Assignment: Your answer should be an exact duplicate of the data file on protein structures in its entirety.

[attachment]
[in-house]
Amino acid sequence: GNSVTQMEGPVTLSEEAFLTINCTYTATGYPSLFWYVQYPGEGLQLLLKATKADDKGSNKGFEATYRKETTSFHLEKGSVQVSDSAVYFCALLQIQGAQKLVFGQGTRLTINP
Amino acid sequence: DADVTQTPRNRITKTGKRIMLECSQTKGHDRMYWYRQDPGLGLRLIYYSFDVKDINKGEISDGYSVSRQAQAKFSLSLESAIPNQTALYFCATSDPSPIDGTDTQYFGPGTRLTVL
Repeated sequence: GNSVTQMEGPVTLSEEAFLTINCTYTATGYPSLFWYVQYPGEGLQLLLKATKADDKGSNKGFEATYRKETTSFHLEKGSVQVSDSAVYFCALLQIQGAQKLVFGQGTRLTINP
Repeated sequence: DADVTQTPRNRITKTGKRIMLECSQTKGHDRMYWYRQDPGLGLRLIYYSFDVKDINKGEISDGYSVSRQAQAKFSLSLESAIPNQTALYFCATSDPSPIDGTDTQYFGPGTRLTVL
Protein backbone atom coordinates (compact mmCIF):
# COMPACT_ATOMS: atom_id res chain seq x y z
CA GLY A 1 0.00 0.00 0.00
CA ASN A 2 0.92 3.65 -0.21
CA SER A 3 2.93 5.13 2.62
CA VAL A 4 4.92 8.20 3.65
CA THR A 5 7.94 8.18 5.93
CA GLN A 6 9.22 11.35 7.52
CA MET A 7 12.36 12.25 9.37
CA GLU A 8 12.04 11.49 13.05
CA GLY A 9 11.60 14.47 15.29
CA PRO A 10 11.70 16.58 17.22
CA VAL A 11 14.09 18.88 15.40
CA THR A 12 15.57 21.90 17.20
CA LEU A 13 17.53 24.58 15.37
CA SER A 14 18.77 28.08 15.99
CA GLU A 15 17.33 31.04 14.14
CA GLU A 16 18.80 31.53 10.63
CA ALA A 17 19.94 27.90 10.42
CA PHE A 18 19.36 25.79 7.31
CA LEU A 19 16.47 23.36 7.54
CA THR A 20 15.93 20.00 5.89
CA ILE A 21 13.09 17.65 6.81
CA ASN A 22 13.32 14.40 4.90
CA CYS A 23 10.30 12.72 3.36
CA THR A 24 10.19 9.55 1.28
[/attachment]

[in-house]
Amino acid sequence: GNSVTQMEGPVTLSEEAFLTINCTYTATGYPSLFWYVQYPGEGLQLLLKATKADDKGSNKGFEATYRKETTSFHLEKGSVQVSDSAVYFCALLQIQGAQKLVFGQGTRLTINP
Amino acid sequence: DADVTQTPRNRITKTGKRIMLECSQTKGHDRMYWYRQDPGLGLRLIYYSFDVKDINKGEISDGYSVSRQAQAKFSLSLESAIPNQTALYFCATSDPSPIDGTDTQYFGPGTRLTVL
Repeated sequence: GNSVTQMEGPVTLSEEAFLTINCTYTATGYPSLFWYVQYPGEGLQLLLKATKADDKGSNKGFEATYRKETTSFHLEKGSVQVSDSAVYFCALLQIQGAQKLVFGQGTRLTINP
Repeated sequence: DADVTQTPRNRITKTGKRIMLECSQTKGHDRMYWYRQDPGLGLRLIYYSFDVKDINKGEISDGYSVSRQAQAKFSLSLESAIPNQTALYFCATSDPSPIDGTDTQYFGPGTRLTVL
Protein backbone atom coordinates (compact mmCIF):
# COMPACT_ATOMS: atom_id res chain seq x y z
CA GLY A 1 0.00 0.00 0.00
CA ASN A 2 0.92 3.65 -0.21
CA SER A 3 2.93 5.13 2.62
CA VAL A 4 4.92 8.20 3.65
CA THR A 5 7.94 8.18 5.93
CA GLN A 6 9.22 11.35 7.52
CA MET A 7 12.36 12.25 9.37
CA GLU A 8 12.04 11.49 13.05
CA GLY A 9 11.60 14.47 15.29
CA PRO A 10 11.70 16.58 17.22
CA VAL A 11 14.09 18.88 15.40
CA THR A 12 15.57 21.90 17.20
CA LEU A 13 17.53 24.58 15.37
CA SER A 14 18.77 28.08 15.99
CA GLU A 15 17.33 31.04 14.14
CA GLU A 16 18.80 31.53 10.63
CA ALA A 17 19.94 27.90 10.42
CA PHE A 18 19.36 25.79 7.31
CA LEU A 19 16.47 23.36 7.54
CA THR A 20 15.93 20.00 5.89
CA ILE A 21 13.09 17.65 6.81
CA ASN A 22 13.32 14.40 4.90
CA CYS A 23 10.30 12.72 3.36
CA THR A 24 10.19 9.55 1.28